Example with n = 10, 000, p = 20, all methods use fixed step sizes:
0 10 20 30 40 50
0.
50
0.
55
0.
60
0.
65
Iteration number k
Cr
ite
rio
n
fk
Full
Stochastic
Mini−batch, b=10
Mini−batch, b=100
13
12
Batch vs. mini-batches vs. stochastic
What’s happening? Now let’s parametrize by flops3What’s happe ing? Now let’s etrize by flops:
1e+02 1e+04 1e+06
0.
50
0.
55
0.
60
0.
65
Flop count
Cr
ite
rio
n
fk
Full
Stochastic
Mini−batch, b=10
Mini−batch, b=100
14
3flops: floating point operations per second 13
Batch vs. mini-batches vs. stochastic
Finally, looking at suboptimality gap (on log scale)
Finally, looking at suboptimality gap (on log scale):
0 10 20 30 40 50
1e
−1
2
1e
−0
9
1e
−0
6
1e
−0
3
Iteration number k
Cr
ite
rio
n
ga
p
fk
−f
st
ar
Full
Stochastic
Mini−batch, b=10
Mini−batch, b=100
15
14
End of the story?
Short story:
I SGD can be super effective in terms of iteration cost, memory.
I But SGD is slow to converge, can’t adapt to strong convexity.
I And mini-batches seem to be a wash in terms of flops (though
they can still be useful in practice).
Is this the end of the story for SGD?
For a while, the answer was believed to be yes. Slow convergence
for strongly convex functions was believed inevitable, as Nemirovski
and others established matching lower bounds ... but this was for a
more general stochastic problem, where f (x) =
∫
F (x , ζ)dP(ζ).
New wave of “variance reduction” work shows we can modify SGD
to converge much faster for finite sums (more later?).
15
End of the story?
Short story:
I SGD can be super effective in terms of iteration cost, memory.
I But SGD is slow to converge, can’t adapt to strong convexity.
I And mini-batches seem to be a wash in terms of flops (though
they can still be useful in practice).
Is this the end of the story for SGD?
For a while, the answer was believed to be yes. Slow convergence
for strongly convex functions was believed inevitable, as Nemirovski
and others established matching lower bounds ... but this was for a
more general stochastic problem, where f (x) =
∫
F (x , ζ)dP(ζ).
New wave of “variance reduction” work shows we can modify SGD
to converge much faster for finite sums (more later?).
15
End of the story?
Short story:
I SGD can be super effective in terms of iteration cost, memory.
I But SGD is slow to converge, can’t adapt to strong convexity.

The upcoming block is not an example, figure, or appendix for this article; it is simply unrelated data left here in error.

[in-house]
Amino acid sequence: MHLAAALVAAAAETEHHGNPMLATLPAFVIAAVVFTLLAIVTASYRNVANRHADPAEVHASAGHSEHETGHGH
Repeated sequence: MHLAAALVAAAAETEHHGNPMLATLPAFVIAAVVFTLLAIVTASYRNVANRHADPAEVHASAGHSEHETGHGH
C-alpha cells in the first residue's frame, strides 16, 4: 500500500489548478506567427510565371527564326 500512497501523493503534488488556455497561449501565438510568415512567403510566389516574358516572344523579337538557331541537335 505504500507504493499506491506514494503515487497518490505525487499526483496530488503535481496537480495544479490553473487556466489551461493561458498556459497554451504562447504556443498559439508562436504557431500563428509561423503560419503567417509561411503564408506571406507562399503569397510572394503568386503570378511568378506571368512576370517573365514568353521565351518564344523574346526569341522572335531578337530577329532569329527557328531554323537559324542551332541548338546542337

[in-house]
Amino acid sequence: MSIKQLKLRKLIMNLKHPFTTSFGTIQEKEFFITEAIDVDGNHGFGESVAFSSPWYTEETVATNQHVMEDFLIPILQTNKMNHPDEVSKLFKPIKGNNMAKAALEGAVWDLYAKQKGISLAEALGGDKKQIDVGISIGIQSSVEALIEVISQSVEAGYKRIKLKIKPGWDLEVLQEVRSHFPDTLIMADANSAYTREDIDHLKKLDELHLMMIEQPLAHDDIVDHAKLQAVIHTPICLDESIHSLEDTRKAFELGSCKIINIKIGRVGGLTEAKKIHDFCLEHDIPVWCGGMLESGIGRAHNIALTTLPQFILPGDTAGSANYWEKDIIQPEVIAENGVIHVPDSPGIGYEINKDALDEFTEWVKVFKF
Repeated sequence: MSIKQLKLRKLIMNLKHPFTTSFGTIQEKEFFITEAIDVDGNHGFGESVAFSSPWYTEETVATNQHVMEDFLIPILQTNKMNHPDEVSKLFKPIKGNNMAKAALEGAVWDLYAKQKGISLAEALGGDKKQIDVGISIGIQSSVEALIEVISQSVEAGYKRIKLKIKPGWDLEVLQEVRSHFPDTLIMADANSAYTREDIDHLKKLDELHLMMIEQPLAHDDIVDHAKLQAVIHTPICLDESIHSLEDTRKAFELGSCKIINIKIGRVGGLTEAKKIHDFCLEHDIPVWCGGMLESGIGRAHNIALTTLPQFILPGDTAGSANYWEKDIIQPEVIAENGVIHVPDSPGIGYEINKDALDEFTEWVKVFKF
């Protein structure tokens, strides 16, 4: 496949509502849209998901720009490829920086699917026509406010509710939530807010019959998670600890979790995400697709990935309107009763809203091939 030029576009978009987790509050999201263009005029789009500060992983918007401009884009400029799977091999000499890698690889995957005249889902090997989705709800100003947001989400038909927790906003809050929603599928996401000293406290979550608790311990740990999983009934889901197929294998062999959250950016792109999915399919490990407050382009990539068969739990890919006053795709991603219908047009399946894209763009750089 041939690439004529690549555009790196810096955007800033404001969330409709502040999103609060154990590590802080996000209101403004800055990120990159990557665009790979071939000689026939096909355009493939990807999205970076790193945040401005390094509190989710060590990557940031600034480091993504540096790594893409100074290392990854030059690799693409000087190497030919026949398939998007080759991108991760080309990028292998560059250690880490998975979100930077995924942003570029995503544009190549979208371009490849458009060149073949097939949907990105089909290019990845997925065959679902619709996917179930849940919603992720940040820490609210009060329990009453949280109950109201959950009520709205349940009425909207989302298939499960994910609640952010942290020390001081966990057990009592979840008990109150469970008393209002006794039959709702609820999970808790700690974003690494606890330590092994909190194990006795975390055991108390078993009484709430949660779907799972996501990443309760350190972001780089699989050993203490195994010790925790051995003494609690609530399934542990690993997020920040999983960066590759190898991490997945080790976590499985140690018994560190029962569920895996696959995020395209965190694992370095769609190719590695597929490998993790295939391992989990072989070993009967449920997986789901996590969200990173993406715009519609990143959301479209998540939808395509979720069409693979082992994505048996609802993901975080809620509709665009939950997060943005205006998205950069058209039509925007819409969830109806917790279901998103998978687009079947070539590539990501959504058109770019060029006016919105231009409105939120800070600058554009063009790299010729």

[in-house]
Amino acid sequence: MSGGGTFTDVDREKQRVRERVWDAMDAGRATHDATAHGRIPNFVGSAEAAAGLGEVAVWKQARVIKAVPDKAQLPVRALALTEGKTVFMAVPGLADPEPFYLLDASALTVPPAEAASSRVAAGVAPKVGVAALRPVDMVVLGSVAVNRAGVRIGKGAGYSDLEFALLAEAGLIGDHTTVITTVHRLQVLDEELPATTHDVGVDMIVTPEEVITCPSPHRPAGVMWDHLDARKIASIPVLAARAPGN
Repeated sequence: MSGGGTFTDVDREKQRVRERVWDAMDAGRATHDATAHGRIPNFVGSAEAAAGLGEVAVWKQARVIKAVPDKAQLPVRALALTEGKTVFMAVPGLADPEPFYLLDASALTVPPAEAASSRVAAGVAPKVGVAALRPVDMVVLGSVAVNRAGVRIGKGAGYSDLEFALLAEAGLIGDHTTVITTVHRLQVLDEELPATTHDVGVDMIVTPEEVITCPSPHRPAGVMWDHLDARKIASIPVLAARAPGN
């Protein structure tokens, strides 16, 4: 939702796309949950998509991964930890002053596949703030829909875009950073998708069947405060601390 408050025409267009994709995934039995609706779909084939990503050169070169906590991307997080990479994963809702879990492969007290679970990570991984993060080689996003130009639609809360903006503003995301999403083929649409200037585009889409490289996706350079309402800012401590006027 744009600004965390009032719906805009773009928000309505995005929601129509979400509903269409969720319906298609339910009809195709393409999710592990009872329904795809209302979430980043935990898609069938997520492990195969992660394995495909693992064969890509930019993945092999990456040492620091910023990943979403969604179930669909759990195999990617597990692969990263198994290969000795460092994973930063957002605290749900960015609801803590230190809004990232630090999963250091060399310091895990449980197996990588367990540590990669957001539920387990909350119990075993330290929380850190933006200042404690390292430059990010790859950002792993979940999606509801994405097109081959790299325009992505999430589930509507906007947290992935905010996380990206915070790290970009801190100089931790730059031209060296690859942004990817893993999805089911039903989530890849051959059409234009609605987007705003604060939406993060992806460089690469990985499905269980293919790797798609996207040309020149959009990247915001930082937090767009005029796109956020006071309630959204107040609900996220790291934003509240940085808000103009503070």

I And mini-batches seem to be a wash in terms of flops (though
they can still be useful in practice).
Is this the end of the story for SGD?
For a while, the answer was believed to be yes. Slow convergence
for strongly convex functions was believed inevitable, as Nemirovski
and others established matching lower bounds ... but this was for a
more general stochastic problem, where f (x) =
∫
F (x , ζ)dP(ζ).
New wave of “variance reduction” work shows we can modify SGD
to converge much faster for finite sums (more later?).
15
SGD in large-scale ML
SGD has really taken off in large-scale machine learning
I In many ML problems we don’t care about optimizing to high
accuracy, it doesn’t pay off in terms of statistical performance.
I Thus (in contrast to what classic theory says) fixed step sizes
are commonly used in ML applications.
I One trick is to experiment with step sizes using small fraction
of training before running SGD on full data set ... many other
heuristics are common4.
I Many variants provide better practical stability, convergence:
momentum, acceleration, averaging, coordinate-adapted step
sizes, variance reduction ...
I See AdaGrad, Adam, AdaMax, SVRG, SAG, SAGA ... (more
later?).
4E.g., Bottou (2012), “Stochastic gradient descent tricks” 16
Early stopping
Suppose p is large and we wanted to fit (say) a logistic regression
model to data (xi , yi ) ∈ Rp × {0, 1}, i = 1, . . . , n.
We could solve (say) `2 regularized logistic regression
min
β∈Rp
1
n
n∑
i=1
(
−yixTi β + log(1+ ex
T
i β)
)
subject to ‖β‖2 ≤ t
We could also run gradient descent on the unregularized problem
min
β∈Rp
1
n
n∑
i=1
(
−yixTi β + log(1+ ex
T
i β)
)
and stop early, i.e., terminate gradient descent well-short of the
global minimum.
17
Early stopping
Consider the following, for a very small constant step size ε:
I Start at β(0) = 0, solution to regularized problem at t = 0.
I Perform gradient descent on unregularized criterion
β(k) = β(k−1) − ε · 1
n
n∑
i=1
(yi − pi (β(k−1)))xi , k = 1, 2, 3, . . .
(we could equally well consider SGD).
I Treat β(k) as an approximate solution to regularized problem
with t = ‖β(k)‖2.
This is called early stopping for gradient descent. Why would we
ever do this? It’s both more convenient and potentially much more
efficient than using explicit regularization.
18
An intriguing connection
When we solve the `2 regularized logistic problem for varying t,
solution path looks quite similar to gradient descent path!
Example with p = 8, solution and grad descent paths side by side
An intruiging connection
When we solve the `2 regularized logistic problem for varying t ...
solution path looks quite similar to gradient descent path!
Example with p = 8, solution and grad descent paths side by side:
0.0 0.5 1.0 1.5
−
0.
4
−
0.
2
0.
0
0.
2
0.
4
0.
6
0.
8
Ridge logistic path
Co
or
di
na
te
s
g(βˆ(t))
0.0 0.5 1.0 1.5
−
0.
4
−
0.
2
0.
0
0.
2
0.
4
0.
6
0.
8
Stagewise path
g(β(k))
C
o
or
d
in
at
es
20
19
Lots left to explore
I Connection holds beyond logistic regression, for arbitrary loss.
I In general, the grad descent path will not coincide with the `2
regularized path (as ε→ 0). Though in practice, it seems to
give competitive statistical performance.
I Can extend early stopping idea to mimick a generic regularizer
(beyond `2)
5.
I There is a lot of literature on early stopping, but it’s still not
as well-understood as it should be.
I Early stopping is just one instance of implicit or algorithmic
regularization, many others are effective in large-scale ML,
they all should be better understood
5Tibshirani (2015), “A general framework for fast stagewise algorithms”
20
References and further reading
D. Bertsekas (2010), Incremental gradient, subgradient, and
proximal methods for convex optimization: a survey
A. Nemirovski and A. Juditsky and G. Lan and A. Shapiro
(2009), Robust stochastic optimization approach to stochastic
programming
R. Tibshirani (2015), A general framework for fast stagewise
algorithms
21